JOHANNESBURG, May 8 -- South Africa approved a new constitution Wednesday to replace the interim one that has guided the country from apartheid to democracy. Meeting in the coastal city of Cape Town, the multiparty Constitutional Assembly voted 421 to 2, with 10 abstentions, to adopt the constitution drafted during the two years that followed the 1994 installation of South Africa's first democratic, all-race Parliament.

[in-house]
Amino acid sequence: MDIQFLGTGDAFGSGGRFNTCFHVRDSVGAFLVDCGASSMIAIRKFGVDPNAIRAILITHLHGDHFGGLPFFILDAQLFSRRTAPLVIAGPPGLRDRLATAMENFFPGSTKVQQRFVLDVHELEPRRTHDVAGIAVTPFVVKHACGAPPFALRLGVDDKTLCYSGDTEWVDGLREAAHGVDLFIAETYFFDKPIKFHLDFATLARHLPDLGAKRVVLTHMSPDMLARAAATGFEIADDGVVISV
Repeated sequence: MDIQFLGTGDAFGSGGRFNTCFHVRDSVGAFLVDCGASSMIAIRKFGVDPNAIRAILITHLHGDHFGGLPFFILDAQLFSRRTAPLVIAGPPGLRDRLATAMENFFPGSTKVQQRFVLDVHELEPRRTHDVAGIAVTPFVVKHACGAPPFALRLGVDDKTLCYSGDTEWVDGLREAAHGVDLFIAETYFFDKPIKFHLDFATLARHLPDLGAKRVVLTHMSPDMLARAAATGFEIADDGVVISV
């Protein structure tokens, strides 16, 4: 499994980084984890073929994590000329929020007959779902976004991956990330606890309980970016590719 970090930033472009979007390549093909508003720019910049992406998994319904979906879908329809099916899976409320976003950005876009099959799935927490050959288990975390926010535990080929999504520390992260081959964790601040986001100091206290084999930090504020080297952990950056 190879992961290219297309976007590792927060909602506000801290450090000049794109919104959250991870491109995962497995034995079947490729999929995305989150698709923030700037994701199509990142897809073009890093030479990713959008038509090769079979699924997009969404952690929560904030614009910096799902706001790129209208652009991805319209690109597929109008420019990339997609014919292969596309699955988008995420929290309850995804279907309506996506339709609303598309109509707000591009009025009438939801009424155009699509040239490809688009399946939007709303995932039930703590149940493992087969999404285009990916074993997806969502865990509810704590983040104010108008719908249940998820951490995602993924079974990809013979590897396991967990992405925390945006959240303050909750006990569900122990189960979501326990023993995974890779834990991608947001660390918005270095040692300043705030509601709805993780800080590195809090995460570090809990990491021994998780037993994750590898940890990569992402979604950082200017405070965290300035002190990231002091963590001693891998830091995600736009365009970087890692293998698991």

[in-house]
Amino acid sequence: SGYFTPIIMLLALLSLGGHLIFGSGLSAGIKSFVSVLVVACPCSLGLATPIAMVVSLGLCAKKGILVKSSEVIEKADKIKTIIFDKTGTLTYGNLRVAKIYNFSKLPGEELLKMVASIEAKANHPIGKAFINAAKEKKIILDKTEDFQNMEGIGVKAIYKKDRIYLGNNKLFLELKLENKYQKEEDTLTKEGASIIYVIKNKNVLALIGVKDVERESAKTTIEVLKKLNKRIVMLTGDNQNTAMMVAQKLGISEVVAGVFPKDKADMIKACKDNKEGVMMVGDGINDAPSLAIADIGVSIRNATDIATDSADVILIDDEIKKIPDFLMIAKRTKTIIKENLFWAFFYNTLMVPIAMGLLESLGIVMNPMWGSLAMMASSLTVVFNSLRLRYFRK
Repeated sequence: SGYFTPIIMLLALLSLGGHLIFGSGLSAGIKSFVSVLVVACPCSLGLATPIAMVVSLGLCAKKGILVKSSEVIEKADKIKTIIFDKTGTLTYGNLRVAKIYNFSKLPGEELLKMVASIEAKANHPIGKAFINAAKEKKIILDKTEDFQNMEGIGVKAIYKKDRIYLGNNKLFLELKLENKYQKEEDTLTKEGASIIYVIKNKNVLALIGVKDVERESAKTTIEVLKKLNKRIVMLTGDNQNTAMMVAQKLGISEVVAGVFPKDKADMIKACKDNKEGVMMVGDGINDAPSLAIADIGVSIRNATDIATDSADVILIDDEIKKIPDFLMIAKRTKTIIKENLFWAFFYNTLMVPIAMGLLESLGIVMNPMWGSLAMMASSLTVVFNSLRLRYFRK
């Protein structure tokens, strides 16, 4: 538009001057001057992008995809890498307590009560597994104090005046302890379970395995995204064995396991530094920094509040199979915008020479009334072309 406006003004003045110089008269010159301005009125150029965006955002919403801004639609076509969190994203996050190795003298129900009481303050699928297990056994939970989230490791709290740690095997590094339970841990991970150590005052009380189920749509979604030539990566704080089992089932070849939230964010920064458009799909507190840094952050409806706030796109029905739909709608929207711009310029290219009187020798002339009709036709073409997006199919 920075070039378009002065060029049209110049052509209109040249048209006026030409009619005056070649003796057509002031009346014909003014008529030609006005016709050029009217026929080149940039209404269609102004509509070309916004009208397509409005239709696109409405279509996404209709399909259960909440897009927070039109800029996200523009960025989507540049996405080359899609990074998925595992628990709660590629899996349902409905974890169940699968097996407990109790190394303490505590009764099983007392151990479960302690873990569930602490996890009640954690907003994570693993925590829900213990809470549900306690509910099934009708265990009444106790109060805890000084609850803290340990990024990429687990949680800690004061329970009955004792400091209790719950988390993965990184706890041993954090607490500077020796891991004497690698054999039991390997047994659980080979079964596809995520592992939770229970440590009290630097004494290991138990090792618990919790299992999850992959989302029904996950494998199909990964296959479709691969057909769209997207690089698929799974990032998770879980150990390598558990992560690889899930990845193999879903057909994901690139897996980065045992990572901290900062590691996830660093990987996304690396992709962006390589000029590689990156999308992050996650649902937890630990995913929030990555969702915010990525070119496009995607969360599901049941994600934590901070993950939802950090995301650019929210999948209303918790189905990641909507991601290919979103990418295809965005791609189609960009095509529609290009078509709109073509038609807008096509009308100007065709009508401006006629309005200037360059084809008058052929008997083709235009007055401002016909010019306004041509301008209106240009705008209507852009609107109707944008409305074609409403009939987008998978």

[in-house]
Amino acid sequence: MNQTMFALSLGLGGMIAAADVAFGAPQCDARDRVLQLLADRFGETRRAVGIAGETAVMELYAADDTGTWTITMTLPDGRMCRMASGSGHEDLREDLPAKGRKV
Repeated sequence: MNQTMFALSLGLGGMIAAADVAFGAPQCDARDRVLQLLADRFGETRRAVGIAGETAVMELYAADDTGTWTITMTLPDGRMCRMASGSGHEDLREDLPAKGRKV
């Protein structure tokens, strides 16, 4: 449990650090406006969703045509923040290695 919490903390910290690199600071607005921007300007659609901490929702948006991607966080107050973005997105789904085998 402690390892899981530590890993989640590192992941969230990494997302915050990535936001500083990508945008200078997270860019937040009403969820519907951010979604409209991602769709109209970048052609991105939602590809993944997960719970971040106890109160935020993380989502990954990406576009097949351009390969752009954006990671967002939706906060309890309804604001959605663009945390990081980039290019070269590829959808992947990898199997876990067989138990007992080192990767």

Constitutional Assembly Chairman Cyril Ramaphosa called the constitution the true birth certificate of democratic South Africa. The path to the adoption ceremony, however, was fraught with tension as the African National Congress and the National Party, the two largest political parties whose combined support was needed to guarantee adoption of the document, only managed to secure agreement on the constitution late Tuesday following several days of deadlock. Agreement was reached after the National Party, a junior partner in the coalition government, softened its insistence on the entrenchment of mother tongue schooling and the right of employers to lock out striking workers. The ANC, the dominant partner in the government, agreed to stronger private property guarantees. Failure to reach agreement and adopt the constitution would have resulted in the use of potentially divisive deadlock-breaking mechanisms including a national referendum. Nonetheless, the constitution, which will be phased in alongside the interim constitution which falls away completely at the next general election in 1999, does not enjoy universal support. The Zulu nationalist Inkatha Freedom Party withdrew from the constitution drafting process last year to protest an ANC breach of promise that it would use international mediators to help determine the powers allocated to the KwaZulu-Natal province where Inkatha controls the provincial legislature and seeks large-scale autonomy.